Security considerations in HTTP

W3C HTTP 1992

Security Considerations

The HTTP protocol allows requests to communication to a remote server machine, and all the expetant security considerations for client-server systems apply, including

The bulk of these are well known problems, tackled in part by some featured of this protocol. Some aspects particular to HTTP are mentioned below.

See also the Shen Security, S-HTTP and Digest proposals.

Unwitting actions on the net

The writers of client software should be aware that the software represents the user in his interactions over the net, and should be careful to allow the user to be aware of any actions he may take which may be taken as having an unexpected significance by others.

TCP port numbers

Clients should prompt a user before allowing HTTP access to reserved ports other than the port resrverd for HTTP (port 80). Otherwise, the user may unwittingly cause a transaction to occur in some other (present or future) protocol.

Idempotent methods

The convention should be established that the GET and HEAD methods never have the significance of taking an action. The link "click here to subscribe" causing the reading of a special "magic" document is open to abuse by others making a link "click here to see a pretty picture". These methods should be considered "safe" and should not have side effects. This allows the client software to represent other, methods (such as POST) in a special way, so that the use is aware of the fact that an action is being requested.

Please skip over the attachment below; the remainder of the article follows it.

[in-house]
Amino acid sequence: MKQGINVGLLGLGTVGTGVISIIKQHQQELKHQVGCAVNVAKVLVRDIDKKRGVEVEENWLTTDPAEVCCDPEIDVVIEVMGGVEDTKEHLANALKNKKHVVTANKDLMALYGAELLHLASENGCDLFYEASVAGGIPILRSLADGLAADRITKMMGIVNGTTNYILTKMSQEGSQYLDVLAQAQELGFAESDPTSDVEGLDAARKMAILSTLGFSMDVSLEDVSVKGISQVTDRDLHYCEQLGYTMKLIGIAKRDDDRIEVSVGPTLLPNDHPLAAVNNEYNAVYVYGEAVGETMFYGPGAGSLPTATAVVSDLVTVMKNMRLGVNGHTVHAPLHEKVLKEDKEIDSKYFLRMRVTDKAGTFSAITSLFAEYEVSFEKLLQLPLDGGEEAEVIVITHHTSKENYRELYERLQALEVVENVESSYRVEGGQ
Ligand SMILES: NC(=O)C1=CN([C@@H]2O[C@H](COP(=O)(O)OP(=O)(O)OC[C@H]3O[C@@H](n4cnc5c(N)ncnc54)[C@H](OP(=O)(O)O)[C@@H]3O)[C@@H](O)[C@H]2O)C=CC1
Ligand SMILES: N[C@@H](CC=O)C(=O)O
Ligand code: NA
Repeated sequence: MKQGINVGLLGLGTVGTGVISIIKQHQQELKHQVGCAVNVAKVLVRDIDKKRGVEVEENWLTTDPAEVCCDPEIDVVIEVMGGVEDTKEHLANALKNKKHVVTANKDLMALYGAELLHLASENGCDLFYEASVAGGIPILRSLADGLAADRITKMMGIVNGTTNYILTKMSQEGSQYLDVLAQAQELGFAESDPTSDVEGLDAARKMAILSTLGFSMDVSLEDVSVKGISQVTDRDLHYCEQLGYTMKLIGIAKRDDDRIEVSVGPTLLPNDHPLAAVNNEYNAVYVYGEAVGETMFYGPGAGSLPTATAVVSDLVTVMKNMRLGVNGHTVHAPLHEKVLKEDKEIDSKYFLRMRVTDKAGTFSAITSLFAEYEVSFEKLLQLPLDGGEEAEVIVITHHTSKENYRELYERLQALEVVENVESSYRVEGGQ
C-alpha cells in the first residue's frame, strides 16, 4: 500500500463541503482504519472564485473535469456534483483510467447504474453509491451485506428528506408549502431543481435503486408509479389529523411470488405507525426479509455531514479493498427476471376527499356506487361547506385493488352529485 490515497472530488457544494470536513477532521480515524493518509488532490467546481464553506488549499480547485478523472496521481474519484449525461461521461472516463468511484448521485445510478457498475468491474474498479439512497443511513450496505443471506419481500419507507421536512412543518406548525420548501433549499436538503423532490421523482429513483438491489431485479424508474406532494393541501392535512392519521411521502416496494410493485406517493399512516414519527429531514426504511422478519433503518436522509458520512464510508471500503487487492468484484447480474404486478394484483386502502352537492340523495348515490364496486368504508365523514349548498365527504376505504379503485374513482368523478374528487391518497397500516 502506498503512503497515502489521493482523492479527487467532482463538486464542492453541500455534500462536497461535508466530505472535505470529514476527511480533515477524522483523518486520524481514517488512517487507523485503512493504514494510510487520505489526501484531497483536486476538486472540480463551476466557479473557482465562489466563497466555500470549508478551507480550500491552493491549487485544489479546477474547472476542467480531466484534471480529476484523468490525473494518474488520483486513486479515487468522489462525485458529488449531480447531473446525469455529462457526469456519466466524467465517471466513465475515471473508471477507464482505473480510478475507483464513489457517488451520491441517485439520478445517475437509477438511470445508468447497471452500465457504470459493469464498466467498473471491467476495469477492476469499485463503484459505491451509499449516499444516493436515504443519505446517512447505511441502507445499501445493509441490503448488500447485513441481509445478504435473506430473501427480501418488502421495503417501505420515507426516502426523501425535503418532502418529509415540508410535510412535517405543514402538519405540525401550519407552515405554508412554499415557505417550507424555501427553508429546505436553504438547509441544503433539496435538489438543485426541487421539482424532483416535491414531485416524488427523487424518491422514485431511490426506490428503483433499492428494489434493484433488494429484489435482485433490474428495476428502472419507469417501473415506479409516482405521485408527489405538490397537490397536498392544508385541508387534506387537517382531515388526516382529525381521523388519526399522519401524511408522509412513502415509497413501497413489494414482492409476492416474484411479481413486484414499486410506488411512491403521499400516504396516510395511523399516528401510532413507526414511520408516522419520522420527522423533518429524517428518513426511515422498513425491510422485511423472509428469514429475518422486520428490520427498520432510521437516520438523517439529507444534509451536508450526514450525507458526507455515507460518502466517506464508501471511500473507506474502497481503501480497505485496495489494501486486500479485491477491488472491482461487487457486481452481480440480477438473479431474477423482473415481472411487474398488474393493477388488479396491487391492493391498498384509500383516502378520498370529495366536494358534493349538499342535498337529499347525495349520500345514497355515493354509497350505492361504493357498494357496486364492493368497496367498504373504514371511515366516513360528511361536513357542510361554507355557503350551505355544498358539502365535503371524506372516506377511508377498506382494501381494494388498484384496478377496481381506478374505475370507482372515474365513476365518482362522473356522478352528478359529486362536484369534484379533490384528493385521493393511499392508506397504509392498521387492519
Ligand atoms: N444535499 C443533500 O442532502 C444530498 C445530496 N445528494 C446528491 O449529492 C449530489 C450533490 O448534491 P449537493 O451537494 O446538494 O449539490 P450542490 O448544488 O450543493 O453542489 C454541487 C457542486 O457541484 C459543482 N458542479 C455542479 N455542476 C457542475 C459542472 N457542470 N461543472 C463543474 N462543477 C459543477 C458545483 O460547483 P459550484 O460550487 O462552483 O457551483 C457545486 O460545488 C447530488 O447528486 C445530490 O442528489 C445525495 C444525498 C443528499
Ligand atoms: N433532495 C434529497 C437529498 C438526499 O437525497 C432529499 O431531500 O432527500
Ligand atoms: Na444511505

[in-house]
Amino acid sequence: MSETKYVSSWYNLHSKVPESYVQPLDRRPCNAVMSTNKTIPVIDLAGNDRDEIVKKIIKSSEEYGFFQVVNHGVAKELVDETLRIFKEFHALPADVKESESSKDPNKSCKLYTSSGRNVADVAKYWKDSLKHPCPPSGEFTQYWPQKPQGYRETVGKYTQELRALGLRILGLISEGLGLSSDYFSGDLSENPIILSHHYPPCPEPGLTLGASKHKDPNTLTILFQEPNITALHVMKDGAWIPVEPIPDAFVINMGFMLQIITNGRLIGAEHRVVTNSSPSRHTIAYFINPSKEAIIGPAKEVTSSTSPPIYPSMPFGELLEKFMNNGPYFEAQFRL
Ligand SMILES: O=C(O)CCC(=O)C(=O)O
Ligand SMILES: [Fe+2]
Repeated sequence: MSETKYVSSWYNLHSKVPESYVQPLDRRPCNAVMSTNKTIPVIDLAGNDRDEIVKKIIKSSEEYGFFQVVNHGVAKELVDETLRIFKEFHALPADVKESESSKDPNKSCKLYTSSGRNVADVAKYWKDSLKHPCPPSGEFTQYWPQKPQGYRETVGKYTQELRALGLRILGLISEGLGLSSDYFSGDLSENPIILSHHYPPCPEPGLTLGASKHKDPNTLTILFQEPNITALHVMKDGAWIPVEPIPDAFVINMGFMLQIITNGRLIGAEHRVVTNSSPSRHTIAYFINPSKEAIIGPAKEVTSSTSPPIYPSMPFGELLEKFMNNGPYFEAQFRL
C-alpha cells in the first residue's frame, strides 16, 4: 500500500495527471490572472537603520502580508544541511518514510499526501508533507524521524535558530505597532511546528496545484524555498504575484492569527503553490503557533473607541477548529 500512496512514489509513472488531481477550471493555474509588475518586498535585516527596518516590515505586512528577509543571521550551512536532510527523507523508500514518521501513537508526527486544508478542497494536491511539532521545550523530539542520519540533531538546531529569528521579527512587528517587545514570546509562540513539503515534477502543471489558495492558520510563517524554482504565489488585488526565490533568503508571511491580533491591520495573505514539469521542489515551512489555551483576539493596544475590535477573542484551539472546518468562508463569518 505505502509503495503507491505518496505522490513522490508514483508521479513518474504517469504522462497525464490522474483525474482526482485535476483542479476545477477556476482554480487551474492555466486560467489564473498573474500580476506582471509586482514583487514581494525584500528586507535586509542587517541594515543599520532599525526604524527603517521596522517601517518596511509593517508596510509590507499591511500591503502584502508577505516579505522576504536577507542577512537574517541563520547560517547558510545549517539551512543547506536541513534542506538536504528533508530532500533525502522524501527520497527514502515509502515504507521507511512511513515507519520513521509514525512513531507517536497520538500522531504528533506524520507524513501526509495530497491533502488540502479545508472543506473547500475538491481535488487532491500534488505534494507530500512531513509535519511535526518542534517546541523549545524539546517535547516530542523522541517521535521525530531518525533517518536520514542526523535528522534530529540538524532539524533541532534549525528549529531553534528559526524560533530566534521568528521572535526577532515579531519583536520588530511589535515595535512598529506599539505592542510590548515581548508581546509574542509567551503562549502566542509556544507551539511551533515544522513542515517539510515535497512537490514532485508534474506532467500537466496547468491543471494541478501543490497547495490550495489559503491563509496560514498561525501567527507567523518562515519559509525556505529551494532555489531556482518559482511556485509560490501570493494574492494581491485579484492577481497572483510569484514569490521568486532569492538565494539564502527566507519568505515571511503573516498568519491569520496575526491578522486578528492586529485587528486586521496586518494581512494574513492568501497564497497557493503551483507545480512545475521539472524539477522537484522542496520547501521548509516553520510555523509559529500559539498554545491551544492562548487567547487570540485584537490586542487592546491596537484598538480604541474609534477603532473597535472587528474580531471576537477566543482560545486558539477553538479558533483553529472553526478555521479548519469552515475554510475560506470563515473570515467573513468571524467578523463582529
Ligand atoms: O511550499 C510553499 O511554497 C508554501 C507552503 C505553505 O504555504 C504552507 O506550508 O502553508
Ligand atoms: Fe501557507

Abuse of log information

A server is in the position to save large amount of personal data about information requested by different readers. This information is clearly confidential in nature, and its handling may be constrained by law in certain countries. Server providers shall ensure that such material is not distributed without the permission of any people or groups of people mentioned in the results published.

A feature which increases the amount of personal data transferred is the Referer: field. This allow reading patters to be studied, reverse links drawn, and so is very useful. Its power can be abused of course if user details are not separated from the Referee-Referer pairs. Even when the personal information has been removed, the Referer field may in fact be a secure document's URI, whose revelation itself is breach of security. A method of suppressing the Referer information in such cases may be the subject of further study.